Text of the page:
Tan Gaozu Li Yuan
Tan Gaozu Li Yuan
Sui General. The Sui Dynasty (589-618) was falling apart under Emperor Yang (Sui Yang Di), who ruled from 604 to 617. During the first decade of the seventh century many Chinese staged rebellions against the dynasty. Tan Gaozu Li Yuan, a military governor of Taiyuan under the Sui in northern China, was sent by Emperor Yang in 617 to fight and control a peasant rebellion that had arisen in the province.
Founding the Dynasty. Under the persuasion of his son, Li Shimin, Li Yuan instead took this opportunity to challenge the rule of the emperor. He traveled throughout the country to raise troops. Soon after this recruitment trip, Li Yuan and thirty thousand soldiers headed for Chang’an, the capital of the Sui dynasty. They crossed the Yellow River and arrived at Guan Zhong, where their army was increased by two hundred thousand people who were involved in the peasant rebellions. In Chang’an, Li Yuan’s daughter gathered ten thousand more soldiers—called “the army of women”—to help fight with her father. In the end Li Yuan’s army won the struggle and Chang’an was conquered, thereby affording him the right to become the new emperor.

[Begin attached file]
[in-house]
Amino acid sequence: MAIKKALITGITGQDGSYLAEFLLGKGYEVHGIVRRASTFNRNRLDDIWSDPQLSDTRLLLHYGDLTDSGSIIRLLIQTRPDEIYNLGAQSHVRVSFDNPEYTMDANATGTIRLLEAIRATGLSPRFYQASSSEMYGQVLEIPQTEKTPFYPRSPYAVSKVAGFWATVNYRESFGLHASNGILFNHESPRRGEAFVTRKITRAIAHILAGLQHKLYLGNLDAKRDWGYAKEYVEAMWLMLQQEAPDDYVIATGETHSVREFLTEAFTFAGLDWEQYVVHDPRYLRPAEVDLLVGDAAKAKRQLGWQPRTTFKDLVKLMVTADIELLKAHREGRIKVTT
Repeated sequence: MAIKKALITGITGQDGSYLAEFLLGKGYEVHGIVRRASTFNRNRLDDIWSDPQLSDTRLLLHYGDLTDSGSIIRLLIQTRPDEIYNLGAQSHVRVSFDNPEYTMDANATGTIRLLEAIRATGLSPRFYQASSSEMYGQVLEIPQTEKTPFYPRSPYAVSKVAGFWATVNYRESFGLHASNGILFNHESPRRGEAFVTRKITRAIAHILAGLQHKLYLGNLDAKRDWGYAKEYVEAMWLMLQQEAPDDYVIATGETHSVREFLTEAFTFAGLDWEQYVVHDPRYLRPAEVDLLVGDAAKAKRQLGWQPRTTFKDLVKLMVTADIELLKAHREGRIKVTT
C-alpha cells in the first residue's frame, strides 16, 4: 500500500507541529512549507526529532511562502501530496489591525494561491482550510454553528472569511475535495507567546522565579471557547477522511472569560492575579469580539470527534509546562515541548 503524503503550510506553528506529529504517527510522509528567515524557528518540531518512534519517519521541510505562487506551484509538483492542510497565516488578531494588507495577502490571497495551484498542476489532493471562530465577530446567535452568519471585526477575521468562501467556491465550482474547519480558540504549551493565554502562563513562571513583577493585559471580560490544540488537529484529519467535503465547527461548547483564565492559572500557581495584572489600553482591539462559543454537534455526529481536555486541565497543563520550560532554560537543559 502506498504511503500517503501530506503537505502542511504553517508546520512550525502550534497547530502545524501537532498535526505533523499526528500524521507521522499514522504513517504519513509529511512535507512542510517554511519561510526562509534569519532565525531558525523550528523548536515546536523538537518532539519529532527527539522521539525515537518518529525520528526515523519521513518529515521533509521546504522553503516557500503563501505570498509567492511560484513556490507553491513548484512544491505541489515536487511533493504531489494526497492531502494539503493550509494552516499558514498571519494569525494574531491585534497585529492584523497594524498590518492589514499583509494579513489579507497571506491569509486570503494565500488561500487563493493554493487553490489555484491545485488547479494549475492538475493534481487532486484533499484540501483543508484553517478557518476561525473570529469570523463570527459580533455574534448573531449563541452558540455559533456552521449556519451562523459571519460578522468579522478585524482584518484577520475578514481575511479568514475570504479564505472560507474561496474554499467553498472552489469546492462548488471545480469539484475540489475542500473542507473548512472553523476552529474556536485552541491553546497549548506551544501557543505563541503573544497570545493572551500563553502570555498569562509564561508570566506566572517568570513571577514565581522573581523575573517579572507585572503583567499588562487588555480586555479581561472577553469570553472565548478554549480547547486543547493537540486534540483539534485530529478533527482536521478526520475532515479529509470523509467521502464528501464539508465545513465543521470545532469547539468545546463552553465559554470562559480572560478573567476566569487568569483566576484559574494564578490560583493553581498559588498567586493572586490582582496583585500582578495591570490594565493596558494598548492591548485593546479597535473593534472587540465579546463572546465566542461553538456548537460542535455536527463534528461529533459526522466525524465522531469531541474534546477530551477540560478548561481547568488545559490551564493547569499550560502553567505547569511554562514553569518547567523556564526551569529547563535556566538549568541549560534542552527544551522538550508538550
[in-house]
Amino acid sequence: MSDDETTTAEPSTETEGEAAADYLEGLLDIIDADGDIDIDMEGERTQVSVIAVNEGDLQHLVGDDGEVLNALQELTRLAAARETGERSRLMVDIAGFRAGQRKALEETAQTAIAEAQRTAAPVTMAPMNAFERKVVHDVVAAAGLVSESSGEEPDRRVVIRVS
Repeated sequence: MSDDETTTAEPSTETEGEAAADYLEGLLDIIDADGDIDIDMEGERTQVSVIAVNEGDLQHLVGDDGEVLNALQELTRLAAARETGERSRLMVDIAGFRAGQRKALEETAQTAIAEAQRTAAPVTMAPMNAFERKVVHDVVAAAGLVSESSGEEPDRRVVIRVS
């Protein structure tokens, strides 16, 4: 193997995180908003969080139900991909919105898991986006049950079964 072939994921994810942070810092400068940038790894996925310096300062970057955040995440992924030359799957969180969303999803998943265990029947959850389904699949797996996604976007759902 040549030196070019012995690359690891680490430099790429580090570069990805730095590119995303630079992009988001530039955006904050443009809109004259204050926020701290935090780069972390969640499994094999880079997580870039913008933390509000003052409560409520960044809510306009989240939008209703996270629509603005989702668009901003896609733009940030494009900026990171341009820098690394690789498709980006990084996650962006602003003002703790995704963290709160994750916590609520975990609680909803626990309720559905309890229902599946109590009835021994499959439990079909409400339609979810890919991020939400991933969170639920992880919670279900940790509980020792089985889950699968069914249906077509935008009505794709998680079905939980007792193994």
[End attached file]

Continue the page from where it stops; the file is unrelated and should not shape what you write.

Emperor. After the assassination of Emperor Yang’s son in 618, Li Yuan declared an official end to the Sui dynasty and installed himself as emperor, thus beginning the Tang dynasty (618-907). One of his first acts was to abolish laws declared by the Sui dynasty. He ruled until 626, when his son forced his abdication from the throne. After eight years of fighting under his rule, the country was reunified. The Tang was a dynasty of economic wealth, cultural growth, and military expansion. The posthumous title Tang Gaozu (High Progenitor) was added to Li Yuan’s name after his death in acknowledgment of his contribution to the dynasty.
Woodbridge Bingham, The Founding of the T’ang Dynasty: The Fall of Sui and Rise of T’ang, a Preliminary Survey (Baltimore: Waverly, 1941).
Witold Rodzinski, A History of China, 2 volumes (Oxford &, New York: Pergamon, 1979, 1983).
Pan Yihong, Son of Heaven and Heavenly Qaghan: Sui-Tang China and Its Neighbors (Bellingham: Center for East Asian Studies, Western Washington University, 1997).